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Do I Have to Pay Alimony if I Already Pay Child Support?

 Posted on April 16, 2024 in Child Support

Naperville, IL divorce lawyerIt is often necessary in a divorce for one spouse to financially support the other spouse to a certain extent. This financial support is called family maintenance and includes both spousal support and child support. 

Child support and spousal support, also referred to as alimony, are two different payments. Illinois law may require each, depending on the circumstances. In some cases, one of the parties can be forced to make both payments.

This article will discuss when you might have to pay spousal support, child support, or both. It is best to check with a qualified divorce attorney to understand your specific case.

Do I Have to Pay Alimony?

As a general rule, if two people get divorced and only one of them is financially independent, he or she will likely be ordered to pay the other spouse alimony. This can also be the case if both spouses are financially independent but one is significantly more well-off than the other. 

Whenever there is a question about spousal support, a court will look at several factors, such as:

  • The annual income of both parties

  • The duration of the marriage

  • The standard of living during the marriage

  • Marital and non-marital assets

  • Parental responsibilities and parenting time

  • Each side’s financial needs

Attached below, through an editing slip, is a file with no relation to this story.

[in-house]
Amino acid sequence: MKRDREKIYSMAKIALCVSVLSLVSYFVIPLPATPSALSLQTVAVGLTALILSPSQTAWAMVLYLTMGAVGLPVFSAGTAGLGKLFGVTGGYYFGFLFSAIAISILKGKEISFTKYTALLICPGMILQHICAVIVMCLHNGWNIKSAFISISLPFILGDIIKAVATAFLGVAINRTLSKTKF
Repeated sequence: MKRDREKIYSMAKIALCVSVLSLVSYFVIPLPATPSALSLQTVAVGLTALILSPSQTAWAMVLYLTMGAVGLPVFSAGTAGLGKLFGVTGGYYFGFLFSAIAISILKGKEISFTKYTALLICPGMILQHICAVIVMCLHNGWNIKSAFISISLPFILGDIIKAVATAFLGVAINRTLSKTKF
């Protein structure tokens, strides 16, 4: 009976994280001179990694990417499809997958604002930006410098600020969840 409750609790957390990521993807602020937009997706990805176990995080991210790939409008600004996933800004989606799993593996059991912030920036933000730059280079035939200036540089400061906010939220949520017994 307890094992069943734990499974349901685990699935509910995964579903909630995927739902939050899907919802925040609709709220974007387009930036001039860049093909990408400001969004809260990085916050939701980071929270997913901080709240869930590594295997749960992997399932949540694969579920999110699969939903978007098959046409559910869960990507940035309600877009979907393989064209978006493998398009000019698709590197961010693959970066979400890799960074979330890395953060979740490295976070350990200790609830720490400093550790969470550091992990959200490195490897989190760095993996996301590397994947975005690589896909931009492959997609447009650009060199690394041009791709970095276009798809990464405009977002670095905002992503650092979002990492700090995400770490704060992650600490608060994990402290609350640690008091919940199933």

• The earning potential of each spouse

A court will also decide how long the spousal support payments must be made. Some spouses must pay fixed maintenance, which is financial support for a specified period. There is indefinite maintenance, where the spouse must pay alimony indefinitely, and reviewable maintenance, which is where one spouse supports the other until a specified time, and then the arrangement is reviewed by the court.

Do I Have to Pay Child Support?

When two parents of minor children get divorced, one of them will likely have to pay child support to the other. But as with alimony, a court will consider several factors when determining who must pay child support and how much, such as:

  • The needs of the child

  • The income of each parent

  • Who has the majority of parenting time, or physical custody

  • The child’s physical and emotional condition

  • The child’s standard of living if the parents were to remain married

Do I Have to Pay for Both?

Based on the above factors, a court might find that you need to pay both alimony and child support. However, when calculating how much alimony you need to pay, the court will often take into account whether you are paying child support. If you are, the judge may deduct all or part of that amount from the spousal support.

Contact a Naperville, IL Family Lawyer

No guaranteed formula can tell you whether you will need to pay family maintenance or how much you will need to pay. The best way to understand how a court might judge your situation is to talk to a skilled DuPage County, Illinois family law attorney. The attorneys at Pesce Law Group, P.C. can walk you through your options and help you achieve the best result possible. Call them at 630-352-2240 for a free consultation today.

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